Sunday, December 22, 2013

Advent 4 and None Too Soon

There has been a war waging inside the rotunda of the Florida state capitol building.  It began when a group calling themselves, "The Florida Nativity Scene Committee" put up a creche.  This raised the ire of atheists of all stripes.  So, then we had a placard from the American Atheists Association placed next to the creche, declaring that such things as "hot chocolate and lights" are "the reason for Xmas."  (Please don't tell them that Xmas is still a Christian Christmas greeting.) Then there was the Freedom from Religion group which sponsored a festivus pole of 16 Pabst Blue Ribbon beer cans.  This was followed by the Pastafarians wanting a display of the Flying Spaghetti Monster, and so a plate of spaghetti and meatballs is on display.  The state Department of Management Services finally reached the end of its rope when the Satanists asked to put up a depiction of Satan being cast down from Heaven.  Their request was denied as "offensive to the holiday season."  Please get your seats now for the sure-to-come lawsuit.

Facebook, and other social media, has been all a-flutter over the racist and homophobic remarks of a cast member from the reality TV show, "Duck Dynasty."  As with what happened during the last presidential campaign, LGBTQI people have been horrified to read comments from our supposed friends, defending the right of this man to make demeaning comments which he defends by quoting a Bible verse that suits his needs and from a translation that backs his bigotry.  Again, there are those who maintain that his "Christian values" are under attack because the A&E Network has suspended him, and they accuse his detractors of being "whiny homosexuals."   Of course, the "whiny homosexuals" probably irritated those same alleged friends when they posted that two more states--New Mexico and Utah--joined the roll call of places where marriage equality is legal.

Last night, hundreds of communities marked the winter solstice with a "Longest Night Celebration" where there were remembrances of those who died homeless in a country of plenty.

So, here we are at the Fourth Sunday in Advent, to hear the evangelist Matthew tell us: "Now the birth of Jesus the Messiah took place in this way."  We listen to the story, the difficult dilemma of Joseph and his now pregnant girlfriend, and how it was through a dream that he was told this was all the fulfillment of the words from the Isaiah passage also read on this day: Therefore The Lord himself will give you a sign.  Look, the young woman is with child and shall bear a son and shall name him Immanuel, which we learn means "God is with us."  And so this is the world, the situtation, the circumstances into which our God and Savior now draws near.  

I imagine that as we listen to these readings, and take in the story of Jesus' birth, it is easy for us to hear it as an ancient tale and one that is completely remote and removed from our 21st century lives.  It is, after all, a birth that will happen in a stable amongst farm animals, and there are shepherds tending flocks of sheep and wise men traversing from somewhere in Asia to find this baby boy.  There are kings, and Roman governors, and people eating locusts and wild honey.  This is First century Palestine; a pre-internet, pre-automobile, and before the invention of agri-business.  And it is very easy for us to listen to all of this as if it was a by-gone era.  But is it really?  As we move closer and closer to that moment on Christmas Eve when we burst into song that "Joy to the world! The Lord is come! Let Earth receive her king!", we might consider that "the world" in which Christ entered back in the First century was as rife with division and hurt as our current world is today.  Different types of division, but still a world where Jews wouldn't associate with Samaritans and Romans had the authority and lorded their power over everyone.  Think of how that plays out in today's world with factions claiming space around the Great Seal in the state capitol rotunda in a way that hardly models a spirit of Love, and the have-nots of our society walk in the shadows of buildings where the haves are amassing more millions for themselves.  If there is ever a time when we could stand to have Christ come crashing into our world, now seems a pretty good time.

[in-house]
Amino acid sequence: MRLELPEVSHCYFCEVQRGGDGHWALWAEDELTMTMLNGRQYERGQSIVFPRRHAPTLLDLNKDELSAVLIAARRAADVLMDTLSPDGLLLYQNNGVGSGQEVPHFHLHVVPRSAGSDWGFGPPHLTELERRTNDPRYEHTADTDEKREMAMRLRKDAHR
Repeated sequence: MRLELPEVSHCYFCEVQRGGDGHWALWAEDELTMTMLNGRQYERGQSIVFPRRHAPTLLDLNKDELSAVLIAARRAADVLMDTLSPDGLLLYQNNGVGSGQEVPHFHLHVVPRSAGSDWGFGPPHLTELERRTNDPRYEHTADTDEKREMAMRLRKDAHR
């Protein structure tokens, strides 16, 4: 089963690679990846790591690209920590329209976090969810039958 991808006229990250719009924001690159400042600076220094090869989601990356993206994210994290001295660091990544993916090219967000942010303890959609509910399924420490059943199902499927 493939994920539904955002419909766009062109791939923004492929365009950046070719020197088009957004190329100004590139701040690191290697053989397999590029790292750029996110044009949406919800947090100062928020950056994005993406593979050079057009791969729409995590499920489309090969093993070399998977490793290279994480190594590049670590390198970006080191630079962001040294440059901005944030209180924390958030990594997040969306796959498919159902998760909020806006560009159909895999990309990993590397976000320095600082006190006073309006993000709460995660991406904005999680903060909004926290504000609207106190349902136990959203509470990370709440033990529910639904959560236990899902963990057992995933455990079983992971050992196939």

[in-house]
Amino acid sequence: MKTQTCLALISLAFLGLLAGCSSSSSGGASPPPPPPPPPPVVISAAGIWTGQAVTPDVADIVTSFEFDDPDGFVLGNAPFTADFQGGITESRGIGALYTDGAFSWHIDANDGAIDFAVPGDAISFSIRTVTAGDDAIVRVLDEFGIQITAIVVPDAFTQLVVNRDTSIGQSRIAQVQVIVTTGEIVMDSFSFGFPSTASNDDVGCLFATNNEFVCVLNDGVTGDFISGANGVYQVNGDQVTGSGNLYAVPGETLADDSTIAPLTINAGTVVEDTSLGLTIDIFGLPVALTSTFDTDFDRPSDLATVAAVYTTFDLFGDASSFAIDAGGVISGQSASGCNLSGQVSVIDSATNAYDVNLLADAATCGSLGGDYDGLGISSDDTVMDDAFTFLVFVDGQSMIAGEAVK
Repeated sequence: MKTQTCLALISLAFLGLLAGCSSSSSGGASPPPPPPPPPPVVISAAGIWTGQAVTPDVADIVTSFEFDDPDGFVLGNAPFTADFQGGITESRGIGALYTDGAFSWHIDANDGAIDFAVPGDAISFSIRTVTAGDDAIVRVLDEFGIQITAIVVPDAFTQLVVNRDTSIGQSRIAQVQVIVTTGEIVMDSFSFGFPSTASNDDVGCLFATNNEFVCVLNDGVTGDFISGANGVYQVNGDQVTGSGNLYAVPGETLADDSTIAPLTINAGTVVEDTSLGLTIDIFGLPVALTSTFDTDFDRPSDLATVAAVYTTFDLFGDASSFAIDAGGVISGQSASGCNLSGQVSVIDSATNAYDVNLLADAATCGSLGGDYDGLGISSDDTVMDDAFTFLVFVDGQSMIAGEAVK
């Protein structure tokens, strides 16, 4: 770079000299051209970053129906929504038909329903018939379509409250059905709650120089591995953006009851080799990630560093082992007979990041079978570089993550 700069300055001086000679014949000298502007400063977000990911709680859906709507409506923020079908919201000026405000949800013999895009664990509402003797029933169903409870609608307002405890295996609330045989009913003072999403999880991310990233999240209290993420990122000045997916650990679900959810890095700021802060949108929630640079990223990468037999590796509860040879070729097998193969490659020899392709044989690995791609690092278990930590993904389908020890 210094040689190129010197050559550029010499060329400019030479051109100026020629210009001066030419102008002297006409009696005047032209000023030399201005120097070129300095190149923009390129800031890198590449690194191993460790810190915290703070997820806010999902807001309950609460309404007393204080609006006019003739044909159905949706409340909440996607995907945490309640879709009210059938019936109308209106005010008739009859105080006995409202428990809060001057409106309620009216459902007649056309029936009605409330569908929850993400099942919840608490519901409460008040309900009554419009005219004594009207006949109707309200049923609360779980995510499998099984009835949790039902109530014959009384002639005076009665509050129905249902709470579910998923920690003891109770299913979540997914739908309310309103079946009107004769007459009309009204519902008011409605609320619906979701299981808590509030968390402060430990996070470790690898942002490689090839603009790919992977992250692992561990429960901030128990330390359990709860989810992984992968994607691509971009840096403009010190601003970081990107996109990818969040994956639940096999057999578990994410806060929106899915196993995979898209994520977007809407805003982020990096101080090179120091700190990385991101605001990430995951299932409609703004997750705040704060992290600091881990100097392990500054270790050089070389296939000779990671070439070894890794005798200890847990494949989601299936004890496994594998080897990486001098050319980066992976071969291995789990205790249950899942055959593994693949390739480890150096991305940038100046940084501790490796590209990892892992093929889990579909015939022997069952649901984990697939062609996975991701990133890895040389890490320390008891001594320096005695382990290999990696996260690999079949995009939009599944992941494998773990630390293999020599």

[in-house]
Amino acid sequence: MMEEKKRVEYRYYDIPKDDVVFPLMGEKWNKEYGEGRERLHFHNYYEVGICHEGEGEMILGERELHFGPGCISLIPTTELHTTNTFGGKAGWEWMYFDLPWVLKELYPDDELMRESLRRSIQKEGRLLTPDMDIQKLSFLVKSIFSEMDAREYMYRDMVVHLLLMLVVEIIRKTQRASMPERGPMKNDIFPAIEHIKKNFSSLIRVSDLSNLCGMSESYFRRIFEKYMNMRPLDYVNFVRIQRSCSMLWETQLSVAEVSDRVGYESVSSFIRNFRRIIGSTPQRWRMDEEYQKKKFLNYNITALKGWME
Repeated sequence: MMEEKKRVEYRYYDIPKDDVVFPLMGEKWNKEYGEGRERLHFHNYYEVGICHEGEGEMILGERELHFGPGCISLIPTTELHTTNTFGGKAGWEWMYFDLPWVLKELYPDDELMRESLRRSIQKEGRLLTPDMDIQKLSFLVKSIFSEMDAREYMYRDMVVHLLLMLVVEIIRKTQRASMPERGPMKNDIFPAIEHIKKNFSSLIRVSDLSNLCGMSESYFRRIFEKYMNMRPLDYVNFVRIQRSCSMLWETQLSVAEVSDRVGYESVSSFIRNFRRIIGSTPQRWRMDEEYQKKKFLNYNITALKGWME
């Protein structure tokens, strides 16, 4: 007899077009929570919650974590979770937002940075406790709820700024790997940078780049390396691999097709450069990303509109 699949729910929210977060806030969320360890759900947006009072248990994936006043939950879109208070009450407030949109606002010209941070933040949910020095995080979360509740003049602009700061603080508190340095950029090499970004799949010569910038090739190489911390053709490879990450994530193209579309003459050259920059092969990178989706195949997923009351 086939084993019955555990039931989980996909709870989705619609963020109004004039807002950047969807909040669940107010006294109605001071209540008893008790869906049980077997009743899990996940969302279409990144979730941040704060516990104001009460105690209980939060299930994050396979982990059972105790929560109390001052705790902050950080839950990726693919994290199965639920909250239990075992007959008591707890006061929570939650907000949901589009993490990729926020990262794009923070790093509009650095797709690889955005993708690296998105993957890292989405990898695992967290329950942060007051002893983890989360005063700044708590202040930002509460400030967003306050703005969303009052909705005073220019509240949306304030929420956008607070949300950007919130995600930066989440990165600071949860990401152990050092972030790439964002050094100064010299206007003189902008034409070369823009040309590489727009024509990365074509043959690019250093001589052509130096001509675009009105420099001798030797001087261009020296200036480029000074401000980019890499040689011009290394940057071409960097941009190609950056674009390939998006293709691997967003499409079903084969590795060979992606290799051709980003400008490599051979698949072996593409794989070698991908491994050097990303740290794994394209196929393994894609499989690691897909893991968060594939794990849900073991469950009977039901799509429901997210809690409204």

OK, but how does Christ come into the world?  Do I literally think that Jesus Christ gets born again?  No, obviously, that's not how I see it.  The coming of Christ's return is not a literal birth of a baby; it is however the literal change of our own hearts and our own direction and approach to the world.  In essence, we become like Mary in that we give birth to a new way of how we will deal with people and our planet, and like Joseph, we follow the direction of the spirit and cultivate this change in ourselves.  This new outlook will get challenged because as much as we might change, those things that attempt to tear us down and split us apart aren't going away either.  There will still be reality TV stars who say hurtful and nasty things to gain publicity.  Homelessness isn't going to go away and neither will the natterings about wars on Christmas.  But how we respond to all of that can and will be different if we parent and nurture the Christ within us, the God who is with us.

The psalmist's refrain of "Restore us, O God of hosts; show the light of your countenance, and we will be saved," takes on a special meaning as we commence with lighting that fourth Advent candle.  This light is the light of Christ's return into our hearts to restore, refresh, and renew how we engage each other and our world.   O come let us adore... and adopt... this new way of being in our lives.    

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